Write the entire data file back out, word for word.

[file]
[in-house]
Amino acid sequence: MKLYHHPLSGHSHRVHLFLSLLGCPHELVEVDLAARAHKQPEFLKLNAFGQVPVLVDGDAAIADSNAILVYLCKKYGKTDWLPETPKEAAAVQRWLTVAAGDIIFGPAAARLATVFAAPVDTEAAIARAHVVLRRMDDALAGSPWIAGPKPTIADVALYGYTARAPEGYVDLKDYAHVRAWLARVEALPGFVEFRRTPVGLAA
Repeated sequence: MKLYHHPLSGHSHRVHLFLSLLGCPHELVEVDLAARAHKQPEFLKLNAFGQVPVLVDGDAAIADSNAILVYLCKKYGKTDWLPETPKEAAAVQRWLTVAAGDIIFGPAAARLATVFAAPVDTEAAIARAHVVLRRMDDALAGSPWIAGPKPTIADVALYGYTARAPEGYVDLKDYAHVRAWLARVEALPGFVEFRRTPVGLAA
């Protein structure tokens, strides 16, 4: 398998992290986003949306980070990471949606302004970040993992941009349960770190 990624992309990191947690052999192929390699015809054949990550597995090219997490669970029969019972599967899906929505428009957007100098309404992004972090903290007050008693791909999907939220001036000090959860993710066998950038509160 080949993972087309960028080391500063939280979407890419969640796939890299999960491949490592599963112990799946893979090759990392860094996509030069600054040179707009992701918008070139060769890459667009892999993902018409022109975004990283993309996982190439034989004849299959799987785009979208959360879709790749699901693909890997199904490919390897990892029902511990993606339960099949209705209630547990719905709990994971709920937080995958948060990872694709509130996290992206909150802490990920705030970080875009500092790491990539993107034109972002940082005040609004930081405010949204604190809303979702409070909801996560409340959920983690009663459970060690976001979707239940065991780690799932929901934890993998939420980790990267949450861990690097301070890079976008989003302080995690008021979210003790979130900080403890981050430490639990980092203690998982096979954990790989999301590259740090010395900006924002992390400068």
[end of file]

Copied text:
[in-house]
Amino acid sequence: MKLYHHPLSGHSHRVHLFLSLLGCPHELVEVDLAARAHKQPEFLKLNAFGQVPVLVDGDAAIADSNAILVYLCKKYGKTDWLPETPKEAAAVQRWLTVAAGDIIFGPAAARLATVFAAPVDTEAAIARAHVVLRRMDDALAGSPWIAGPKPTIADVALYGYTARAPEGYVDLKDYAHVRAWLARVEALPGFVEFRRTPVGLAA
Repeated sequence: MKLYHHPLSGHSHRVHLFLSLLGCPHELVEVDLAARAHKQPEFLKLNAFGQVPVLVDGDAAIADSNAILVYLCKKYGKTDWLPETPKEAAAVQRWLTVAAGDIIFGPAAARLATVFAAPVDTEAAIARAHVVLRRMDDALAGSPWIAGPKPTIADVALYGYTARAPEGYVDLKDYAHVRAWLARVEALPGFVEFRRTPVGLAA
């Protein structure tokens, strides 16, 4: 398998992290986003949306980070990471949606302004970040993992941009349960770190 990624992309990191947690052999192929390699015809054949990550597995090219997490669970029969019972599967899906929505428009957007100098309404992004972090903290007050008693791909999907939220001036000090959860993710066998950038509160 080949993972087309960028080391500063939280979407890419969640796939890299999960491949490592599963112990799946893979090759990392860094996509030069600054040179707009992701918008070139060769890459667009892999993902018409022109975004990283993309996982190439034989004849299959799987785009979208959360879709790749699901693909890997199904490919390897990892029902511990993606339960099949209705209630547990719905709990994971709920937080995958948060990872694709509130996290992206909150802490990920705030970080875009500092790491990539993107034109972002940082005040609004930081405010949204604190809303979702409070909801996560409340959920983690009663459970060690976001979707239940065991780690799932929901934890993998939420980790990267949450861990690097301070890079976008989003302080995690008021979210003790979130900080403890981050430490639990980092203690998982096979954990790989999301590259740090010395900006924002992390400068």